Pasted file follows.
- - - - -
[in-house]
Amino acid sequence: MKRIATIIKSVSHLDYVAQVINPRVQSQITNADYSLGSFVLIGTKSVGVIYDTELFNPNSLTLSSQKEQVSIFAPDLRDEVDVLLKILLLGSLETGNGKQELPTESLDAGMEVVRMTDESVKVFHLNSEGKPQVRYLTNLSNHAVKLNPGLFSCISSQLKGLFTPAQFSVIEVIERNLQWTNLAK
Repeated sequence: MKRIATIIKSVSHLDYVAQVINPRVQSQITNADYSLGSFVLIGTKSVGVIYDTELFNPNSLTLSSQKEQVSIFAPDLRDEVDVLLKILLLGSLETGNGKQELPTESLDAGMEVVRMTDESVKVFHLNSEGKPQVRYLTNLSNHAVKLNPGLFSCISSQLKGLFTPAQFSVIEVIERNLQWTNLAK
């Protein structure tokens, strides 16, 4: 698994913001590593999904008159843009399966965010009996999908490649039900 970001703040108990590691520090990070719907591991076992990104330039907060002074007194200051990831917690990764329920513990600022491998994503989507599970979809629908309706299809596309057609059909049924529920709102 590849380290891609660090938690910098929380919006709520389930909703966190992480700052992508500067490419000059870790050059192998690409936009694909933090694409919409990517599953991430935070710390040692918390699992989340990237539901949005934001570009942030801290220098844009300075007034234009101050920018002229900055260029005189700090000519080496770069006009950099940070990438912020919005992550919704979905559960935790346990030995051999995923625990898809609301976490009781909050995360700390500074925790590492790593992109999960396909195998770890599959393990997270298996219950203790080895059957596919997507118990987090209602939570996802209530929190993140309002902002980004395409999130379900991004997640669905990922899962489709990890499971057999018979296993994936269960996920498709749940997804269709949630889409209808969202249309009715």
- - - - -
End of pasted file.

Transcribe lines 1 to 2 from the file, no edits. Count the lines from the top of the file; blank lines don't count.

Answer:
[in-house]
Amino acid sequence: MKRIATIIKSVSHLDYVAQVINPRVQSQITNADYSLGSFVLIGTKSVGVIYDTELFNPNSLTLSSQKEQVSIFAPDLRDEVDVLLKILLLGSLETGNGKQELPTESLDAGMEVVRMTDESVKVFHLNSEGKPQVRYLTNLSNHAVKLNPGLFSCISSQLKGLFTPAQFSVIEVIERNLQWTNLAK